Book-inspired Suspension Bridge in Virginia

We were delighted to finally receive photos of a suspension bridge that was inspired by our book, Building a Small Cable Suspension Bridge With the Cable Locking System.

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According to the builder, Mo Goldman, the bridge is just under 40′ feet in length and 4′ wide (basically half the length of our bridge) and is located in Virginia just outside of Charlottesville.

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The posts are aluminum, 13′ in length, 6″ round with 1/4″ thick side walls, easy for two guys to carry. The post holes are 3′ deep and about 2′ around; the posts are placed on a concrete footer prior to pouring around them. Everything was hand-dug and poured because they were limited to access with a Polaris on one side.

It was fun to see that Mo set up a temporary cable to move materials across. That’s how we moved our gravel for the opposite side, one bucket at a time. But Mo took it further and carried the posts, other materials, plus wheelbarrow and even himself across their “zip line.”

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Mo also followed the idea of setting up the catenary curve between two trees/structures located away from the creek to plan and build the cables and stringers on dry ground.

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Mo didn’t use our cable-locking system, but instead used a system often used for this type bridge – an appropriate length “eye” bolt placed in a drilled hole in the beam. The suspenders were then connected with a chain connecting link, which uses a threaded portion mating to a free spinning nut to open or close it.

He wrote to us about the bounce in his bridge which was more than he expected, though not a big deal. I noticed that he paid attention to harmonic resonance in the arrangement of the stringers so they were assumed off the “nodes,” so wondered if the decking material he used could be partly responsible (a suspension bridge is going to bounce, that’s a given). He used a material called Trex, which is a deck material made from recycled plastic and wood fiber. Trex tends to flex more than standard lumber does. We concluded that he needed to stiffen the deck, so now he is working on some ideas.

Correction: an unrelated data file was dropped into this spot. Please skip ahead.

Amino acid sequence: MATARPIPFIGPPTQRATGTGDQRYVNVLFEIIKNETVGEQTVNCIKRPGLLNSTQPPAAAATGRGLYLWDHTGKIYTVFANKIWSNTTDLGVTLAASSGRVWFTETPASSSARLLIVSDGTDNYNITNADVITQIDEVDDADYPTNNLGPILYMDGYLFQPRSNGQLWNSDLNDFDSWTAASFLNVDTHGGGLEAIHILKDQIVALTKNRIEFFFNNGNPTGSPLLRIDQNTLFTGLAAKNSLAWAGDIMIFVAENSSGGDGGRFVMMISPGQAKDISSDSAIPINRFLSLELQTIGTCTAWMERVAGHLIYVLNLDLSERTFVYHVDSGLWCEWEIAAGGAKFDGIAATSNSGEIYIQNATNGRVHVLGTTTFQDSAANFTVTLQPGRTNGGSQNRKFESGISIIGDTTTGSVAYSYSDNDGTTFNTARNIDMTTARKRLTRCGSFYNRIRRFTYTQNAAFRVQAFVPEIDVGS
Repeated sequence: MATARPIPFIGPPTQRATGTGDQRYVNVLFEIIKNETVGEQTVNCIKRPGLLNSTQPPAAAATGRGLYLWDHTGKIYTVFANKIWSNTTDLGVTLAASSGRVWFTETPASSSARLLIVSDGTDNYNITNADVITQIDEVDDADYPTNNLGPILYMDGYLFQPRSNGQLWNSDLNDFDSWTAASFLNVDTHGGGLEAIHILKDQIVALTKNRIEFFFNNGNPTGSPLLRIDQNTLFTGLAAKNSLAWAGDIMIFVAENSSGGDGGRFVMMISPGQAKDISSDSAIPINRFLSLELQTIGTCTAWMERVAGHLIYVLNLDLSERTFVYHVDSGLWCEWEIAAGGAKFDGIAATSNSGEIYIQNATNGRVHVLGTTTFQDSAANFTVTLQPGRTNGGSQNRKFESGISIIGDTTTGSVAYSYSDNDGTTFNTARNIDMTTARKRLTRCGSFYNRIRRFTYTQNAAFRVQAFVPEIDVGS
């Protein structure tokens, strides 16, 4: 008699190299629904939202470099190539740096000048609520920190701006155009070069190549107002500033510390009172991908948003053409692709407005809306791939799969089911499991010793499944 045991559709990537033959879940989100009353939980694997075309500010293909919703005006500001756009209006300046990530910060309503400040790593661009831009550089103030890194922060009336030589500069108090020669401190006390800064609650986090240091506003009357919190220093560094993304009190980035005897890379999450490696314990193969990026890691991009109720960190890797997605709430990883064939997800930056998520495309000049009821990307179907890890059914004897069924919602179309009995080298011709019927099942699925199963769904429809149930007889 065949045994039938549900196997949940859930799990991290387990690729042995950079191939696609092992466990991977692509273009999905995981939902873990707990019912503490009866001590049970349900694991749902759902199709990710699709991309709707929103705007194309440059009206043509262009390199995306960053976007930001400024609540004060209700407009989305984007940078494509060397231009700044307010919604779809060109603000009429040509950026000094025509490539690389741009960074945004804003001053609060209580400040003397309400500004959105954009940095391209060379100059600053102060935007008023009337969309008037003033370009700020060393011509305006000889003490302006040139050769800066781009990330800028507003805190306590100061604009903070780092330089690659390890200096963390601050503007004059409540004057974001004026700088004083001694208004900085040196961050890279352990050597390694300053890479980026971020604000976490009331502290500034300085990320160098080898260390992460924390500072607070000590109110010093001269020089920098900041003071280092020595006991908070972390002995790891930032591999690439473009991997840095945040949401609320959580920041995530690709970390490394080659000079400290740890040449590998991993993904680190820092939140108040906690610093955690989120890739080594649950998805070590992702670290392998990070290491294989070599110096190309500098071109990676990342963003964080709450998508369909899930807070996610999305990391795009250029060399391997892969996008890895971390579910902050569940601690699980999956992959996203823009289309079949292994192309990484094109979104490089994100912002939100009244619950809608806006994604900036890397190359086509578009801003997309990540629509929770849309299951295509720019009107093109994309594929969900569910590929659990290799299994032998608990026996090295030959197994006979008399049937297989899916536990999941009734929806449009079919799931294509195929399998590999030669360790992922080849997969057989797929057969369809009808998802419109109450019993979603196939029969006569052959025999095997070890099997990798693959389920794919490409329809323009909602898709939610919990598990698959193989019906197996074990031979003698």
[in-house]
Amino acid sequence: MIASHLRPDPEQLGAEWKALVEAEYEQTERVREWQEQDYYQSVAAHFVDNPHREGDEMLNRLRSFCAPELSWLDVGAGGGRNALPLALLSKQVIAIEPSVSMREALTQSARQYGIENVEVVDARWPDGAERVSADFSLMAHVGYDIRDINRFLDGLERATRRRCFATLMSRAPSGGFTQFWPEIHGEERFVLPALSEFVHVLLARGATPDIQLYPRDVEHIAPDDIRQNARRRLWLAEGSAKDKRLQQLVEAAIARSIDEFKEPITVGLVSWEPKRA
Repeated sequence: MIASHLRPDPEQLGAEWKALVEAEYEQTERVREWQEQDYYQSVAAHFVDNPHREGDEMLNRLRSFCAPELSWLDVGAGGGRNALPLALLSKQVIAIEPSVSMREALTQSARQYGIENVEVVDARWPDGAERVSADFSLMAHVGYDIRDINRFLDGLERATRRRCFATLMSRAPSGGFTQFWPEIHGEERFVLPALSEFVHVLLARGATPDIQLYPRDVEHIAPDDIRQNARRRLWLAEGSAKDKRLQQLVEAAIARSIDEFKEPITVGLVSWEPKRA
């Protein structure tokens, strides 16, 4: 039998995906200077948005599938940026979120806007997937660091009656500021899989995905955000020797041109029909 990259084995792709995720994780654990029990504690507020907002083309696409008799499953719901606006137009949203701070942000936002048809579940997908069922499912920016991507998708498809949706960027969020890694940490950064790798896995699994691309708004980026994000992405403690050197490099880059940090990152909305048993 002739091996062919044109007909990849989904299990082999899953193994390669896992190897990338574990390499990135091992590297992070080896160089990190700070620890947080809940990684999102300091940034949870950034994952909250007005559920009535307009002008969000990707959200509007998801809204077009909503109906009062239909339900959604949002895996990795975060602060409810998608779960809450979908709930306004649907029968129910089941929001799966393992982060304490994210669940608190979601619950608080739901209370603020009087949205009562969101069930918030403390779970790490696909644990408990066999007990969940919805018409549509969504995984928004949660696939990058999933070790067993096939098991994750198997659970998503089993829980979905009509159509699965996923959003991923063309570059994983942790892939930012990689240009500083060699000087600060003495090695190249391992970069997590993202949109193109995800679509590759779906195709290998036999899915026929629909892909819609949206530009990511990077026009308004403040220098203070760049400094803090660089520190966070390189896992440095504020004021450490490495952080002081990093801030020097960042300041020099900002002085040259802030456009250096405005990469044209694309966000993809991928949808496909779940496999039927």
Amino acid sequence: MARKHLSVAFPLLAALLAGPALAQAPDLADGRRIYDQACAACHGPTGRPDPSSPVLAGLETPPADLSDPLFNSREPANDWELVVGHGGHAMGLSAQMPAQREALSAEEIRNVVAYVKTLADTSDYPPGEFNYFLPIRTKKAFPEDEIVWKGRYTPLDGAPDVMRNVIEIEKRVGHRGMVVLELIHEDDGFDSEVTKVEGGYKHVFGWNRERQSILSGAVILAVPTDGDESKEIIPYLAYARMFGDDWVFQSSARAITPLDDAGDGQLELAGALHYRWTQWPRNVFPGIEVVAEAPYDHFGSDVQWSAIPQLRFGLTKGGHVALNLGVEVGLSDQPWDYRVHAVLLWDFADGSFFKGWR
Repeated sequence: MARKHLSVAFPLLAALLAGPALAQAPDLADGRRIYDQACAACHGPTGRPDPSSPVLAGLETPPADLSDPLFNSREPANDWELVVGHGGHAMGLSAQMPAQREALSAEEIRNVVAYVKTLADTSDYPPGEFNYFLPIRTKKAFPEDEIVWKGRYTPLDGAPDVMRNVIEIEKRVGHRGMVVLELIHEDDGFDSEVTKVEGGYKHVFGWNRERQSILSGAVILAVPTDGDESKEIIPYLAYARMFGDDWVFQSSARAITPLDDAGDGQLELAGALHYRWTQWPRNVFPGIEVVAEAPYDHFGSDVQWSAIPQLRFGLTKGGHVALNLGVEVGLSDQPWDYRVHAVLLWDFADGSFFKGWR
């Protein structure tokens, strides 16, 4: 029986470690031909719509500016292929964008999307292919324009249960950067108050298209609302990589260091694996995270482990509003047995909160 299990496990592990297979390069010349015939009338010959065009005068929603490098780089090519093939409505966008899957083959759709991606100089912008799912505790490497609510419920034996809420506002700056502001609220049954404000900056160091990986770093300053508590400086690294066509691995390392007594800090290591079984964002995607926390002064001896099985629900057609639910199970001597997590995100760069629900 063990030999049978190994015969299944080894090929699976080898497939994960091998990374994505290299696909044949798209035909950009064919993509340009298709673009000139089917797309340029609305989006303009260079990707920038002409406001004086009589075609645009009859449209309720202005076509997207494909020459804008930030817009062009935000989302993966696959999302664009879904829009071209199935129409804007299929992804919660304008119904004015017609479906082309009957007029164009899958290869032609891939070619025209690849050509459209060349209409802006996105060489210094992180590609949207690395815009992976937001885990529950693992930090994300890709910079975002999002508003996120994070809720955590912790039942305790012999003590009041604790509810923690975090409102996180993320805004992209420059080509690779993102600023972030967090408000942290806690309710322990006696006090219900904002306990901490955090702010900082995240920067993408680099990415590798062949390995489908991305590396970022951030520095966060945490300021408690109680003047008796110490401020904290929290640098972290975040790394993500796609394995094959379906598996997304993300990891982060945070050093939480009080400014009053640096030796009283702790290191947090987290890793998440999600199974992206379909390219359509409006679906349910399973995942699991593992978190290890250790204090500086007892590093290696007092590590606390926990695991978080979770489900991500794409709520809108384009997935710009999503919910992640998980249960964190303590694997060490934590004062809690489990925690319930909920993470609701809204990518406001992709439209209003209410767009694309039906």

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Mo even put up a sign on his bridge similar to ours and inspired us to remake our sign so that it names the creek, too. We hope others who build a bridge based on what we did will also send us photos and notes about their building experience.

Meanwhile our book is available in paperback and as an ebook via Amazon.com.

 

To Gallop or Not to Gallop?

Another consideration when building my suspension bridge was harmonic resonance. While harmonic resonance was not completely to blame for the failure of Galloping Gertie (http://www.wsdot.wa.gov/tnbhistory/Connections/connections3.htm), I decided to address the problem because it could be an issue. After all, the bridge was bound to be a little bouncy, so why make it worse?

All objects have a frequency or a set of frequencies with which they will naturally resonate when disturbed in some way – be it plucking a guitar or stepping on a bridge deck. Each of these natural frequencies is associated with a wave pattern. When the object resonates at one of its natural frequencies, it vibrates in a manner so that a standing wave is formed within the confines of the object.

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A set of standing waves, in a “container” of a specific length. This set of waves is called a harmonic series, the grey dots are the nodes. (illustration by Marvin Denmark)

Harmonic resonance refers to the multiples of the strongest resonance of, in this case, a mechanical system. Resonance is the tendency of the system to absorb more energy when its oscillations match the system’s natural frequency of vibration. Resonance can cause swaying motions, but there are ways to reduce those motions. Since this was just an 80-foot long bridge, resonance was not a serious concern, but I decided to use one trick to prevent it from waving “on its nodes.”

In the case of resonance for this bridge, the waves will bounce back and forth between two boundaries: the posts. Nodes are always at equally spaced intervals where the wave amplitude (motion) is zero. The points where the cable connects to the post are two nodes. There is a possibility for one node in the middle, at third points, at quarter points, and so on, as seen in the previous drawing showing standing waves. The more excitation, the more nodes will potentially form.

I decided to space the suspenders so that they were not positioned on the nodes of the bridge span. I determined the exact points on my string model, then just moved the suspenders a couple of inches over to avoid the nodes.

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Drawing of the suspenders with measurements. (illustration by Marvin Denmark)

I assembled everything on dry land according to my plan so that I could tweek things fairly easily. The final product doesn’t bounce much, unless two people and a dog are all walking on it at the same time. Or maybe a bobcat. But at least my bridge doesn’t gallop!

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You can read more in my book, Building a Small Cable Suspension Bridge. There is a link to purchase it on my website: http://www.wildcatman.com.

Images, diagrams, and text copyright 2013 by Marvin Denmark unless otherwise noted. Please do not copy and post my content anywhere without my permission. Thank you.